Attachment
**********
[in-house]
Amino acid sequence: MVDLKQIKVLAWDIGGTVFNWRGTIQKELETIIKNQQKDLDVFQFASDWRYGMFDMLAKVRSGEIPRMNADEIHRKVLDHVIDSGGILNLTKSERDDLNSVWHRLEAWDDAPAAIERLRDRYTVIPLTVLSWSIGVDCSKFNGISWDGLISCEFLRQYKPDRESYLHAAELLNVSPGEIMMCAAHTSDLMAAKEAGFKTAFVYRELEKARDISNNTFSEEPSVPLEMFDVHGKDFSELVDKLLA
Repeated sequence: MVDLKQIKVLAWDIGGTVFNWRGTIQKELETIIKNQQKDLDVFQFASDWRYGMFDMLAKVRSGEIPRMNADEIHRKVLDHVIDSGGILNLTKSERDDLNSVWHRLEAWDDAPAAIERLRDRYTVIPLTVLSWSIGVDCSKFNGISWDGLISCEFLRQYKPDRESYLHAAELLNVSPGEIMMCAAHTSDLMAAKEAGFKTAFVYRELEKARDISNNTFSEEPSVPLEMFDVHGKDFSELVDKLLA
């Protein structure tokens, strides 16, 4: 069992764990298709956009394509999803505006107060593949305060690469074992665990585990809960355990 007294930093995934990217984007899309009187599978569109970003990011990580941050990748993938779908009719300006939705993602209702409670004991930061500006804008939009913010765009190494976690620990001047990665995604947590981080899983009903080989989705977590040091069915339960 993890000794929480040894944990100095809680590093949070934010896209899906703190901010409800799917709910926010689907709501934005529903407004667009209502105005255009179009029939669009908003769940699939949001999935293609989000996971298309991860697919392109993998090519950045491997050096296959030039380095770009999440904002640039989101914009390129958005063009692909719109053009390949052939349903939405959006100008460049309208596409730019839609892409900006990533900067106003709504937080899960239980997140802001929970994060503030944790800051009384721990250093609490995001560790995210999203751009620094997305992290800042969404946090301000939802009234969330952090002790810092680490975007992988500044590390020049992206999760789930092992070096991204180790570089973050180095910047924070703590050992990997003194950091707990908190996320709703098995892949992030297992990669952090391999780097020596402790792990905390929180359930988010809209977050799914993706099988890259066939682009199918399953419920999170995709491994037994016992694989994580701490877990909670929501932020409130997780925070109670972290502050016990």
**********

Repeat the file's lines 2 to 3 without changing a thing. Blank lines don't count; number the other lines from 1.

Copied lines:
Amino acid sequence: MVDLKQIKVLAWDIGGTVFNWRGTIQKELETIIKNQQKDLDVFQFASDWRYGMFDMLAKVRSGEIPRMNADEIHRKVLDHVIDSGGILNLTKSERDDLNSVWHRLEAWDDAPAAIERLRDRYTVIPLTVLSWSIGVDCSKFNGISWDGLISCEFLRQYKPDRESYLHAAELLNVSPGEIMMCAAHTSDLMAAKEAGFKTAFVYRELEKARDISNNTFSEEPSVPLEMFDVHGKDFSELVDKLLA
Repeated sequence: MVDLKQIKVLAWDIGGTVFNWRGTIQKELETIIKNQQKDLDVFQFASDWRYGMFDMLAKVRSGEIPRMNADEIHRKVLDHVIDSGGILNLTKSERDDLNSVWHRLEAWDDAPAAIERLRDRYTVIPLTVLSWSIGVDCSKFNGISWDGLISCEFLRQYKPDRESYLHAAELLNVSPGEIMMCAAHTSDLMAAKEAGFKTAFVYRELEKARDISNNTFSEEPSVPLEMFDVHGKDFSELVDKLLA